Roger Michael Humphrey Binny, many friends like to call him by his full name, is one of the good ones.
His promotion as chairman of India’s Board of Control for Cricket (BCCI) on Tuesday is timely and necessary after years of instability and lawsuits involving India’s wealthiest sports governing body.
A natural athlete, Roger Binny had already made a name for himself in school sports (hockey, soccer, track, and field) when I met him.
I tried it in college, hoping to be part of a team that already had some of the best junior cricketers and college stars (and future stalwarts of the game) in the state of Karnataka.
Roger Binny, who had joined the university that year, had also applied for the roster. I didn’t have to.
He had already opened the batting for Karnataka in the Ranji Trophy (India’s top domestic tournament), played for them in the Irani Trophy against the Rest of India, and was only half a step away from playing for India.
The Irani Trophy is a tournament between the Ranji Trophy champions and a team that selects the best players from the rest of the Indian states.
His humility impressed me then, and his sense of cricket protocol never left him. In the end, he didn’t play for us. The bank that was chasing him finally got him to sign up.
Cricket was his future and as an international, as a scout, manager, manager, and manager he proved he was an all-rounder off the pitch too. No previous BCCI president has his qualifications. A baseman who achieved the highest position explains some of the satisfaction with the news of his promotion.
When India won the second Test in the 1986 series in England (and with it the series, 2-0); it was largely thanks to hitting Dilip Vengsarkar and pitching Roger Binny (5-40 in the early innings).
Three years earlier, Binny’s 18 World Cup wickets had played a key role in winning the title in India. His best figures, 6-56, came in the Test draw against Pakistan in Kolkata (formerly known as Calcutta).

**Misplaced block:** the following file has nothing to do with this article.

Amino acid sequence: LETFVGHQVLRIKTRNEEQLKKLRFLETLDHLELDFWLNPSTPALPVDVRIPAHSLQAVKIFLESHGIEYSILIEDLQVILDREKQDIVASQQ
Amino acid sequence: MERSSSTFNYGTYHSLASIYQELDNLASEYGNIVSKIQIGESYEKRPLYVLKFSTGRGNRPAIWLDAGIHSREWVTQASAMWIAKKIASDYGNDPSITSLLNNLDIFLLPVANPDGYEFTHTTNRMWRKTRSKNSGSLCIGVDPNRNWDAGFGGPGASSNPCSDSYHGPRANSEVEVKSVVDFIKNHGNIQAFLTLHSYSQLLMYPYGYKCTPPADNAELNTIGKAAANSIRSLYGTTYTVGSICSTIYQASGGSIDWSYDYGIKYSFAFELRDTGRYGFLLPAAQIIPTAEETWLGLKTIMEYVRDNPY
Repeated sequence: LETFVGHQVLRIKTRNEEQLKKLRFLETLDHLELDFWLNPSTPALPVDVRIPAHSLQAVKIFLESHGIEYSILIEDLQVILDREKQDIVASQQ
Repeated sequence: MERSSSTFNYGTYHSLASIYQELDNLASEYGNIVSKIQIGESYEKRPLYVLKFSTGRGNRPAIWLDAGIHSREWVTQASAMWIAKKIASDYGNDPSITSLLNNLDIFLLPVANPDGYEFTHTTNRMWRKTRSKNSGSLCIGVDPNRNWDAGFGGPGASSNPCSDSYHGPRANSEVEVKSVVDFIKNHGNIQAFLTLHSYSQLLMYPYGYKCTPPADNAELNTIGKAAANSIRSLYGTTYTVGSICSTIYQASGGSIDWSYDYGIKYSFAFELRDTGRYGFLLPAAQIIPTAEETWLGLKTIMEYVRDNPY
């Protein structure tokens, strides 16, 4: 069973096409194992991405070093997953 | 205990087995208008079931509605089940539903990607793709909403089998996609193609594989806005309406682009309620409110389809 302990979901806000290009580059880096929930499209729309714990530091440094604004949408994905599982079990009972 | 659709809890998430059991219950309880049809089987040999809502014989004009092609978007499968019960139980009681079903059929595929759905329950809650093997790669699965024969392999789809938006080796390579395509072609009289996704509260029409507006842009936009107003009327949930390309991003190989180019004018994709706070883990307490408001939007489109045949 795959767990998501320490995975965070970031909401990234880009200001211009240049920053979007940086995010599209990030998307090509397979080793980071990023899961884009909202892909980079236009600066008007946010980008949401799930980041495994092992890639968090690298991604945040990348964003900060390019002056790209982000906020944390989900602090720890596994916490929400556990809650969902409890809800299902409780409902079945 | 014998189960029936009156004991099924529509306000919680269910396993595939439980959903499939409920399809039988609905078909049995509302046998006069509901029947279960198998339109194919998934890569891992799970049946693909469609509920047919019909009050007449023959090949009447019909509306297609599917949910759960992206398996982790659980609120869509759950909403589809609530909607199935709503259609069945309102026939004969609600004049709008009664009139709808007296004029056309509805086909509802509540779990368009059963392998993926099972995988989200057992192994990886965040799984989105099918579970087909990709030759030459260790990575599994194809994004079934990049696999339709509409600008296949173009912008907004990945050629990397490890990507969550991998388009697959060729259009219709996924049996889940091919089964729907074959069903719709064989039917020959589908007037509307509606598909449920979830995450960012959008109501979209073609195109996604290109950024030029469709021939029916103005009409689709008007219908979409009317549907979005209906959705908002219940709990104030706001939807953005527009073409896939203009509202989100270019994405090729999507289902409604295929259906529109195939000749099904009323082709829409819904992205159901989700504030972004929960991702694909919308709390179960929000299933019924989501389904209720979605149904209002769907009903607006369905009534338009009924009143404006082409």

Still, Roger Binny has one of the most extravagant records in India.
In domestic cricket, he was a batsman with power and finesse, sometimes hitting fast bowlers with extra cover for six of his back feet. In international cricket, however, he was a bowler who, with his swing and somewhat unorthodox action, confused the best.
A double century at the Ranji trophy and the first partnership of 451 (continuous) with Sanjay Desai was the national record for 19 years. Wherever he played, he was an excellent outfield player with a flat shot from the outfield and some solid hands from close range.
He played 27 Tests, 72 one-day internationals and in all first-class cricket; he averaged 34 with the bat and took 205 wickets.
His best test innings were under pressure. In the Jubilee Test against England in Mumbai, he opened up both batting and bowling for India.
In its 94-year history, the BCCI has had only two other test players as full-time presidents; Binny’s immediate predecessor, Sourav Ganguly, and the Maharajkumar of Vizianagaram (1954-1956). Shivlal Yadav and Sunil Gavaskar made short contributions on an ad hoc basis.
Neither his personal history nor the cricket board will weigh heavily on Roger Binny when he took office.
For all their internal politics and the special interest of politicians and their families; national cricket teams have rarely been affected by boardroom gossip in recent years.
As the most influential national board in the game, what India thinks and says will shape the game worldwide.
And this is where Binny’s biggest challenge lies. You have to work your way between the white ball and red ball cricket; making sure that the former does not overwhelm you and the latter retains its importance.
In his own country, he will have to ensure that top-level and women’s cricket thrive and that the players here and at the lower levels find it financially worthwhile to keep playing.
The structure of the BCCI is such that real power rests with the secretary; and the president is a managerial job rather than a destiny-maker.
Binny’s cricket credentials may or may not exceed the wishes of those on his team who are inexperienced in the game, and that’s another balancing act he’ll have to accomplish.
Of the many benefits you have, the most important are your even temper and ability to get people to work.
The good guys sometimes have to thwart the plans of the bad guys. How well Roger Binny does will determine his legacy.